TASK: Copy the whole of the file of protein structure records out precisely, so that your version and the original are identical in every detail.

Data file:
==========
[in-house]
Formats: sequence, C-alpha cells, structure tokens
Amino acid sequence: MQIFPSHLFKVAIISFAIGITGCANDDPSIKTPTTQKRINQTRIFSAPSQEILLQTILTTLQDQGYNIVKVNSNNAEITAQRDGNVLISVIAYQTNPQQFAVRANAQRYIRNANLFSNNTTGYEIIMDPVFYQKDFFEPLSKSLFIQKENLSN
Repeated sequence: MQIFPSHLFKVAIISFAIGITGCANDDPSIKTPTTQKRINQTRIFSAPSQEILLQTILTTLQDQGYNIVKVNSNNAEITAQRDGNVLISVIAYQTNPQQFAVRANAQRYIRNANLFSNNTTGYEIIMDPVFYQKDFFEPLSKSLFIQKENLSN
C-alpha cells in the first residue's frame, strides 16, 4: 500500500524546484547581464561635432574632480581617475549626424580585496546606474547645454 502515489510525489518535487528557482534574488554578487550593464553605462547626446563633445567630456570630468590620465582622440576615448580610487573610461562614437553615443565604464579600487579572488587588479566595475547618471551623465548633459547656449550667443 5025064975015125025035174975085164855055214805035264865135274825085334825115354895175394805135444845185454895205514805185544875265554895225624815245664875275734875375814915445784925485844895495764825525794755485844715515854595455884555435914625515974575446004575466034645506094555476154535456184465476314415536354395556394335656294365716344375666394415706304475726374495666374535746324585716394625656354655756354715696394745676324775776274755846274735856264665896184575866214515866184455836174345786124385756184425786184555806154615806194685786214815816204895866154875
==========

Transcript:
[in-house]
Formats: sequence, C-alpha cells, structure tokens
Amino acid sequence: MQIFPSHLFKVAIISFAIGITGCANDDPSIKTPTTQKRINQTRIFSAPSQEILLQTILTTLQDQGYNIVKVNSNNAEITAQRDGNVLISVIAYQTNPQQFAVRANAQRYIRNANLFSNNTTGYEIIMDPVFYQKDFFEPLSKSLFIQKENLSN
Repeated sequence: MQIFPSHLFKVAIISFAIGITGCANDDPSIKTPTTQKRINQTRIFSAPSQEILLQTILTTLQDQGYNIVKVNSNNAEITAQRDGNVLISVIAYQTNPQQFAVRANAQRYIRNANLFSNNTTGYEIIMDPVFYQKDFFEPLSKSLFIQKENLSN
C-alpha cells in the first residue's frame, strides 16, 4: 500500500524546484547581464561635432574632480581617475549626424580585496546606474547645454 502515489510525489518535487528557482534574488554578487550593464553605462547626446563633445567630456570630468590620465582622440576615448580610487573610461562614437553615443565604464579600487579572488587588479566595475547618471551623465548633459547656449550667443 5025064975015125025035174975085164855055214805035264865135274825085334825115354895175394805135444845185454895205514805185544875265554895225624815245664875275734875375814915445784925485844895495764825525794755485844715515854595455884555435914625515974575446004575466034645506094555476154535456184465476314415536354395556394335656294365716344375666394415706304475726374495666374535746324585716394625656354655756354715696394745676324775776274755846274735856264665896184575866214515866184455836174345786124385756184425786184555806154615806194685786214815816204895866154875